Let me try to give an analogous example. In Turkey, they persecute everything Kurdish, to the point where Kurds often can't speak their own language or even publicly self-identify as Kurds. In the face of that, saying "I'm proud to be a Kurd" is an acceptable and understandable declaration of non-submission. On the other hand, in the same country, someone saying "I'm proud to be a Turk" would be more likely to be taken as an expression of nationalist supremacist sentiment - because there's no discrimination against Turks on account of being Turks.

Context matters.

Comment: Re:BT (Score 4, Interesting) 73

by grcumb (#48274041) Attached to: Pirate Bay Founder Gottfrid Warg Faces Danish Jail Time

And you would be wrong about that. I'm a multi-millionaire who risked everything to create software programs that are used worldwide to make the car you drive better, the airplane you fly safer and make the heart pump that saves your lazy junk food eating ass safer.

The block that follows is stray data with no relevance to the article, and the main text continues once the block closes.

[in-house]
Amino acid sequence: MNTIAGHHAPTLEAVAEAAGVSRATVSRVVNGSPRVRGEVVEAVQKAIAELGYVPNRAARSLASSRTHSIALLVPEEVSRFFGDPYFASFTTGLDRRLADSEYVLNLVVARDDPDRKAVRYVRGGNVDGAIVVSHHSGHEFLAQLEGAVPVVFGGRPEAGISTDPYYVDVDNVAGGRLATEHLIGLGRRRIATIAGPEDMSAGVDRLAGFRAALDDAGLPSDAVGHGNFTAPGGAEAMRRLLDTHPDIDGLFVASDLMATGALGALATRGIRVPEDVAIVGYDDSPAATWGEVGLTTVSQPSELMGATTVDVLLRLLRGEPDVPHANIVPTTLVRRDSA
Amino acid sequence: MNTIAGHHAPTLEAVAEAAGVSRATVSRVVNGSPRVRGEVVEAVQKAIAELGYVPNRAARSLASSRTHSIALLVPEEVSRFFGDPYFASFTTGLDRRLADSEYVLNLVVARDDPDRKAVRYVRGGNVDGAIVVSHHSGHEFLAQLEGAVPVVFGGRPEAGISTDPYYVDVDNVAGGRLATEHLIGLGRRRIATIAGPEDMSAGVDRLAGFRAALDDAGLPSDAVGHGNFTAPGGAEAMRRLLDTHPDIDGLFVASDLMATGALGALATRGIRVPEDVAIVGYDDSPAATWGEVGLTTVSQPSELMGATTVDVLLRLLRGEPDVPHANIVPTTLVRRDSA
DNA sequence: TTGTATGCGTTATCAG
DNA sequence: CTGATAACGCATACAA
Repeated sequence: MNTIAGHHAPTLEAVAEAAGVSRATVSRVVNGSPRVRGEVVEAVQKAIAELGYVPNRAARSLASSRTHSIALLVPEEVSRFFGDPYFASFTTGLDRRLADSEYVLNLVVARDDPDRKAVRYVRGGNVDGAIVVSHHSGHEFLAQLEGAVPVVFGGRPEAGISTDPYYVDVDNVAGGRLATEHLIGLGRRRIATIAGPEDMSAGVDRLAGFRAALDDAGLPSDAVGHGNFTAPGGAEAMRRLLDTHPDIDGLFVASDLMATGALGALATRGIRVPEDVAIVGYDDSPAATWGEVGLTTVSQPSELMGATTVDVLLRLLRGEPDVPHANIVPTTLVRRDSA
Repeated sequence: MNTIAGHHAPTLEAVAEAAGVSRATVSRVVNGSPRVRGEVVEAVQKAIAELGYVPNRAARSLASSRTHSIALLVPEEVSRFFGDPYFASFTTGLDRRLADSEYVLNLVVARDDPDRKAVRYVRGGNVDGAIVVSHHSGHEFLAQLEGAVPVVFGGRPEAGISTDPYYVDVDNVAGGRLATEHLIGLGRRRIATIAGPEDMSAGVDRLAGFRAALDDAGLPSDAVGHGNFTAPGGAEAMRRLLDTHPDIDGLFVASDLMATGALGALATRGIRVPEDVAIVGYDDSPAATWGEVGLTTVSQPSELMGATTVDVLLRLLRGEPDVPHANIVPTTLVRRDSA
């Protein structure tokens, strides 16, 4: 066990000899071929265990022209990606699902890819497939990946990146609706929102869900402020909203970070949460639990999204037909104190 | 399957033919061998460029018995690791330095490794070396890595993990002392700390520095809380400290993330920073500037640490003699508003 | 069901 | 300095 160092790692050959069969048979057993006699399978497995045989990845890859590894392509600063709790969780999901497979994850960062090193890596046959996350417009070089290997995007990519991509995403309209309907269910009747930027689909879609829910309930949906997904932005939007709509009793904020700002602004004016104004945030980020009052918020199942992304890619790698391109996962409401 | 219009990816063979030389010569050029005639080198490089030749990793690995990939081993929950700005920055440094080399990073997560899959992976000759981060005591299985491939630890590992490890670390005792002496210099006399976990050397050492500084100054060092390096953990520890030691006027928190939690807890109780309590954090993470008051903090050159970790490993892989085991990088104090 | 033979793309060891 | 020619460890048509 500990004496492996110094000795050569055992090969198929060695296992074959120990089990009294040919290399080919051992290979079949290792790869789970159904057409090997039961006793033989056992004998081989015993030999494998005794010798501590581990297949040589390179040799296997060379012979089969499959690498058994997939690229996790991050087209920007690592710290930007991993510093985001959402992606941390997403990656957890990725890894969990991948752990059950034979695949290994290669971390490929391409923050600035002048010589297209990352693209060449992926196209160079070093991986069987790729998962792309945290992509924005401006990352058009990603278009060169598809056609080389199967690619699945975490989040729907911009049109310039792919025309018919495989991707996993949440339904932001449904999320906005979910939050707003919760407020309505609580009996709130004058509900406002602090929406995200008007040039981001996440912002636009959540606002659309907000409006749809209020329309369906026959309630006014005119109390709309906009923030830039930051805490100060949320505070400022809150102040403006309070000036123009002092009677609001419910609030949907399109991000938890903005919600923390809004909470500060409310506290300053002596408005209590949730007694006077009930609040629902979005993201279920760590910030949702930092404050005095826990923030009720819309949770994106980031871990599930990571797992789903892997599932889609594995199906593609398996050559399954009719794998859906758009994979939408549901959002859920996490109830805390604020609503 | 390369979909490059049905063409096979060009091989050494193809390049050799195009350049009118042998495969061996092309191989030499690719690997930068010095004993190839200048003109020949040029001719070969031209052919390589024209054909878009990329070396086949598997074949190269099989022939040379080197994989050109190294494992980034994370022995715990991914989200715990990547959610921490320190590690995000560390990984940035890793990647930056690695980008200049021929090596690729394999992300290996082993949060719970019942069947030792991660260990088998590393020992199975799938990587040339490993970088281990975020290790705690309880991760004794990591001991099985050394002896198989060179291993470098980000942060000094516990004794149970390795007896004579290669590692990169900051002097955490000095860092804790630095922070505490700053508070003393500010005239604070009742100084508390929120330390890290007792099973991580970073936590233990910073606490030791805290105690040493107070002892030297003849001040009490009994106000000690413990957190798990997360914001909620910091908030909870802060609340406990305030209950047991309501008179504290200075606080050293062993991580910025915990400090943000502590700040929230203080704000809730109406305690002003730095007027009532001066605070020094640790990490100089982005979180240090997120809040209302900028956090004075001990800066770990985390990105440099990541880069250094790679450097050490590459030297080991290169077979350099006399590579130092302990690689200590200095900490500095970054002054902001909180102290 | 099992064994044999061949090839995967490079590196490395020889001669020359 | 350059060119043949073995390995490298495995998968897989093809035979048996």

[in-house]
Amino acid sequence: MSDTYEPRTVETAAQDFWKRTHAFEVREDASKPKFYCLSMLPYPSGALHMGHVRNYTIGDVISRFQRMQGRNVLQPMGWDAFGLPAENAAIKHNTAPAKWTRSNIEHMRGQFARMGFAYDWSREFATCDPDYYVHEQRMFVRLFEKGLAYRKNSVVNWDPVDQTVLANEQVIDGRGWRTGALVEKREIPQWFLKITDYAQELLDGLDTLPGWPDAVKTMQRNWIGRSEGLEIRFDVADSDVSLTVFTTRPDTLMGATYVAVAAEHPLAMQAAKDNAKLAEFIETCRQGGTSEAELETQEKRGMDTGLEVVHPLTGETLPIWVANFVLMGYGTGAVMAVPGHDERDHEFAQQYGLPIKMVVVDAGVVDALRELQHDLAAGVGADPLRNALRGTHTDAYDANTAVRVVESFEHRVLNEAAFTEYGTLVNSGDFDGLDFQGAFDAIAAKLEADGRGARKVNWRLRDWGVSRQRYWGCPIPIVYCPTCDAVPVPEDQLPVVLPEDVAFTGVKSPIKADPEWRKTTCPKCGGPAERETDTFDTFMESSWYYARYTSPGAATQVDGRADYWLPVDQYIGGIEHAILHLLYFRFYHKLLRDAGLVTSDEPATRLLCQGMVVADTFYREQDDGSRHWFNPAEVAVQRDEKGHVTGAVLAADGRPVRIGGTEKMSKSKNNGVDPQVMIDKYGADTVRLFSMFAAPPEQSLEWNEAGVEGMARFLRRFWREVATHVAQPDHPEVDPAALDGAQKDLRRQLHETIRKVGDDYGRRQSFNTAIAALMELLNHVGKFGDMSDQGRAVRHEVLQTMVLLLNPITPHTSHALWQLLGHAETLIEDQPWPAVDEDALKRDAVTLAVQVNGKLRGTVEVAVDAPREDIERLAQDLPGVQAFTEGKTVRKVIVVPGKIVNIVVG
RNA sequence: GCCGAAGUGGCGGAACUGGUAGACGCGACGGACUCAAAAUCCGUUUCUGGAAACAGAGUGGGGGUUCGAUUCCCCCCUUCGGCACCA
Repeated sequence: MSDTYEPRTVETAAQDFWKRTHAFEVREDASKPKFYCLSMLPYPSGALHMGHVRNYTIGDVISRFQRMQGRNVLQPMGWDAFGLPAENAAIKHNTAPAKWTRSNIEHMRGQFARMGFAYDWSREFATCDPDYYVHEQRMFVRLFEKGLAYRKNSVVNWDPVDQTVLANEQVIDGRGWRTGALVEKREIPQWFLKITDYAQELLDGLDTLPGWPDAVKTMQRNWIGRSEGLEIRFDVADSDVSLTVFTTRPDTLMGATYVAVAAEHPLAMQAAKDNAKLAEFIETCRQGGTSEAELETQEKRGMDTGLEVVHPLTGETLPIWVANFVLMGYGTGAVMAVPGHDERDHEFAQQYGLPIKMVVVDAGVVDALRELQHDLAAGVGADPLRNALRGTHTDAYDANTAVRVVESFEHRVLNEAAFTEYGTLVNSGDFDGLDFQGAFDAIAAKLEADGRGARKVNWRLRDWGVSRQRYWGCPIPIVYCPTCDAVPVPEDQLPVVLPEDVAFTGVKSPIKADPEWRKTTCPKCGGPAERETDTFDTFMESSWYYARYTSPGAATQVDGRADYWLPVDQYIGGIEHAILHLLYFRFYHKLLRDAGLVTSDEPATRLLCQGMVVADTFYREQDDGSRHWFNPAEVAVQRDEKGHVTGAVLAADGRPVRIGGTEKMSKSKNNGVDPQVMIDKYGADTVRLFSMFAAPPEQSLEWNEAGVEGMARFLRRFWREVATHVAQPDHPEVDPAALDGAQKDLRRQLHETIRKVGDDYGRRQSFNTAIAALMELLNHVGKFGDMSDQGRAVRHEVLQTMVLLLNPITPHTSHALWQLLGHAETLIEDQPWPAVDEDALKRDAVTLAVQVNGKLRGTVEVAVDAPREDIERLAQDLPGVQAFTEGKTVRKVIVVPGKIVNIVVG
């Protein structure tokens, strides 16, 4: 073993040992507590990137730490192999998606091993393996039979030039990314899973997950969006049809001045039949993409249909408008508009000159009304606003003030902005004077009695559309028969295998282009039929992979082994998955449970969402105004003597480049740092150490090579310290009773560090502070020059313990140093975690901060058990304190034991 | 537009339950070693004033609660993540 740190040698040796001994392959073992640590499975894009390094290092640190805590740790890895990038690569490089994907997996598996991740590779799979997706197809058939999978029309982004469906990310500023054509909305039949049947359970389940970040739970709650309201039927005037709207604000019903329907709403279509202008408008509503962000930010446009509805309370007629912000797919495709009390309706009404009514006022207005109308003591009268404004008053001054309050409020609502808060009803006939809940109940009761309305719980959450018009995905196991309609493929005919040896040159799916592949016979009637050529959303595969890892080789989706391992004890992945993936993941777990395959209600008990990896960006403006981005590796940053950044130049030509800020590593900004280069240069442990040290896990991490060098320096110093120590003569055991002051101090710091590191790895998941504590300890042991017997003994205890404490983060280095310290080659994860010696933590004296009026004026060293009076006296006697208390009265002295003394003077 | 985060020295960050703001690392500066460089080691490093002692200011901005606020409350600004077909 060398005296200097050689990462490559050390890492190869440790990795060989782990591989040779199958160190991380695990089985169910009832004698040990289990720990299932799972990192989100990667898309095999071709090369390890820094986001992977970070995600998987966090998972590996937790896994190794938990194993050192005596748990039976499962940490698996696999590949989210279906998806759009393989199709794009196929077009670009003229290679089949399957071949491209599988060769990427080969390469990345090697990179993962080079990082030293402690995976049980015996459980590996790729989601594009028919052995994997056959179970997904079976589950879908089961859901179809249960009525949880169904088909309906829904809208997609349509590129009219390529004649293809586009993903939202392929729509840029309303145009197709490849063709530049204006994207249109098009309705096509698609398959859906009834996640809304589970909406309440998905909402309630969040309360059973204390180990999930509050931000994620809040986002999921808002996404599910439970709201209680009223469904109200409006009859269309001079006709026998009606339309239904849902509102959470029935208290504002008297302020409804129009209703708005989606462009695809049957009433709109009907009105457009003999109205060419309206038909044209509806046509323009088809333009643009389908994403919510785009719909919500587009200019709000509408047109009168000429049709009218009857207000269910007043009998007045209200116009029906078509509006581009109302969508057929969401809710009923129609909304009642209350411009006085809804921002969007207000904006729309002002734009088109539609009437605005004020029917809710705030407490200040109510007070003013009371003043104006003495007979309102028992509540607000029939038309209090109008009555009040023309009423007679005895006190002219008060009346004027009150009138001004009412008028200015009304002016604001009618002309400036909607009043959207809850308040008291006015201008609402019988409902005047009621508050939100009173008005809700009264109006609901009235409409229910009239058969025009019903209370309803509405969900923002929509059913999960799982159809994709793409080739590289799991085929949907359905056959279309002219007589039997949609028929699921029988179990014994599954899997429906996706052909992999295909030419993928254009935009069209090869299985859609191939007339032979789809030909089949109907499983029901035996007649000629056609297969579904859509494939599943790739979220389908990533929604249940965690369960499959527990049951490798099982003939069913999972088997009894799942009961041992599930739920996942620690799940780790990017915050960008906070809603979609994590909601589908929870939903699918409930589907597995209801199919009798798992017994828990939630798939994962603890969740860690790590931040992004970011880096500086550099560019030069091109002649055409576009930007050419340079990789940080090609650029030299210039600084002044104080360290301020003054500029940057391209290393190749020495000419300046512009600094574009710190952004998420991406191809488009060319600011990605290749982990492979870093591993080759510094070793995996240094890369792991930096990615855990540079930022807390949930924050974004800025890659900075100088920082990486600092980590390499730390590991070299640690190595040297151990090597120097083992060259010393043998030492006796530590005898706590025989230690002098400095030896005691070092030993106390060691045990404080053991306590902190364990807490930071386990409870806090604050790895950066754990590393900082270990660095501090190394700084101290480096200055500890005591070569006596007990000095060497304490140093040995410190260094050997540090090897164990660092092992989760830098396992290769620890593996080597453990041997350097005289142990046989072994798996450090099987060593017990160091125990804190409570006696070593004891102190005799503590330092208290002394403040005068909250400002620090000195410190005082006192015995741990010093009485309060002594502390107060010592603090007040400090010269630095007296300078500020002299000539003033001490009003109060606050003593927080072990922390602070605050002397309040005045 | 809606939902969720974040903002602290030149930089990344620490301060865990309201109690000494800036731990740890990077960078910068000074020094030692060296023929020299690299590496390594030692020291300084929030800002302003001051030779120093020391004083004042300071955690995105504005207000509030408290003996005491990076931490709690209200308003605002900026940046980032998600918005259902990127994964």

I mean this in all sincerity: Good for you.

Those things happen only because I can protect my IP from the likes of you.

Let's be clear about this, though: When you say 'those things', you're referring to those specific things that you and your company did. Because there is a very large volume of life-changing —and life-saving— software that came about without any thought of recompense, and with very different ideas about copy-protection and ownership.

Without copyright protection, enforceable EULAs and copy protection/licensing software, I would never have created my products and all those products that impact your life would be more expensive.